Blood of Dragons by Robin Hobb
Hobb’s new entry in the Dragon Keeper series, a series so far that has more in common with her Liveship Traders series in tone and feel than with her Fritz Chivalry series. Typical Hobb with complex characters with plenty of conflict between them. Fans of dragons will love this series as Hobb adds the Dragons as living breathing characters with motivations (and speech!) of their own. If you liked the simplistic dragon-human relations in say a book like Eragon, you’ll be stunned by Hobb’s ability to create dragon characters that are real personalities.
The Unholy Consult by R. Scott Bakker
Ben: I’m looking forward to this one, the concluding novel in The Aspect-Emperor trilogy. This trilogy didn’t have the same bite as the original one, but it’s still very good.
(Not available for pre-order, no pictures!)
The Crown Tower (The Riyria Chronicles #1) by Michael J. Sullivan
Ben: Truth be told, I’m not a big fan of the Riyria series as of yet. But I fully admit to only having read the first in the series (The Crown Conspiracy) so take what I say with a grain of salt. My impressions of the first book was that I didn’t find it very well written (now, that’s coming from me who’s impressed with prose from the best like Martin, Abercrombie, Kay, Lynch, Williams, etc) and the characters were clunky; I can definitely see the self-publishing history behind this series as parts of the book seemed more like a fan fic production than a real book at times. However, having said that I haven’t read the sequel novels and word on the street is the author finds his stride later on in the series. I’ve even heard he’s gone back and fixed up the prose in the first book based on readers’ critiques; so maybe I had an older original copy of it.
BestFantasyBooks.com actually has a bit of a history with this author. I believe his wife sent us a review copy years and years ago back when the author was still self published. We never got around to reviewing it (opps) due to time constraints. So we DO still owe the author a review of his book, which I hope to have up in a few months.
On a personal level, I’m REALLY impressed with Sullivan bucking the whole Big Six publishing world and taking the self publishing route, finding success on his own terms, then managing to land a real publishing contract with a publisher. That’s a hell of a feat to do — my hat’s off to Sullivan for this. Any of you self-published authors should take note of what he’s done and pick his brain on how to do this!
Despite my ambivalence, the series seems to have hit a chord with fantasy readers who want a more light-hearted, less witty version of Lies of Locke Lamora. Just don’t expect anything too complex plot wise or deft, witty prose. I owe it to my readers to continue on a few more books in the series to see how the books pan out though.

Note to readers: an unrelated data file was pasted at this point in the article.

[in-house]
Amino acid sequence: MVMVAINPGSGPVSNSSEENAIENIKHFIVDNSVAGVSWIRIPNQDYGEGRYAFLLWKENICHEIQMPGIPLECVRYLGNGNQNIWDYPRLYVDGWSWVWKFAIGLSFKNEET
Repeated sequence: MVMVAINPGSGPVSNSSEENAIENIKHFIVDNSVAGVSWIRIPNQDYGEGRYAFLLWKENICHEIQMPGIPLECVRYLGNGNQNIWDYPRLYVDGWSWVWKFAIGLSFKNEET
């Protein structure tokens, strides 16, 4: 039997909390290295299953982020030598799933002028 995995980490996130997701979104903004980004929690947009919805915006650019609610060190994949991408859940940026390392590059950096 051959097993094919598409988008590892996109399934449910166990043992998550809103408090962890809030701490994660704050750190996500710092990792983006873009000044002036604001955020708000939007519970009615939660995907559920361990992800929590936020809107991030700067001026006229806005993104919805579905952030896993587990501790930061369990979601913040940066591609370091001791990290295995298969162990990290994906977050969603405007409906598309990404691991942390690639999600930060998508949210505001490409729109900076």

The Ocean at the End of the Lane by Neil Gaiman
Ben: haven’t read anything by Gaiman that I’ve disliked. American Gods, Anansi Boys and Neverwhere are all brilliant books. Coraline is a favourite of mine to read to the kids in class. You also know you’ve made it when you’ve made a cameo on The Simpsons. Gaiman seems to release multiple novels each year, many of them short stories or in production with other authors. This one is ALL his own and it’s a full novel. Word on the street it’s great.
Sworn In Steel by Douglas Hulick (A Tale of the Kin #2)
Ben: Among Thieves, the first in this series, was a great read. I’d say a lighter version of Scott Lynch with some good first person narration. His book made pretty big waves in the fantasy universe; a good deal of people are expecting great things from book two.
Imager’s Battlion is the sequel to Princeps by L.E. Modesitt Jr. Those of you who have been waiting patiently (3+ Years) will finally feel rejoiced. I’ve been following this series for a few years now. Same style formula every book, but still entertaining. The author is not for everyone and his books (all of them) are all very similar in form and style with lots of battles and a farmboy style hero who can do no wrong and rises to greatness.
The Silver Dream is the sequel to InterWorld by Neil Gaiman and Michael Reaves. It is a science fiction YA book. Gaiman’s stories are full of typically full of excitment and intrigue. I’m more looking forward this his The Ocean at the End of the Lane release, but if you eat up everything Gaiman releases, you’ll want to keep your eye on this one.
Jon: Magician’s End by Raymond E. Feist is the last and final book of The Riftwar saga and tells the story of Pug and the prophecy about him. I’m sure loyal Feist readers will be looking forward to this. I don’t know why though. Magician wasn’t all that good.
Ben: On a personal observation about Feist: Feist’s recent books have been quite disappointing and I’ve since stopped even reading any of his new releases. The whole Midkemia story has grown stale already. Do something new dammit! I still maintain that his Empire trilogy is his best work so far if you want to read Feist. However, if you are a Feist fanboy, you’ll probably want to pick this one up. This is one of those authors I sort of recommend to people these days. He’s written a few good novels but he’s sold out to the man by riding on the coattails of previous success. Dammit man, you can do better than that, so write something different for once.
Cold steel is the final book in the Spirit Walker Trilogy. Kate Elliot is probably right now one of if not the most prominent female fantasy writer in publication. It’s either her or Hobb.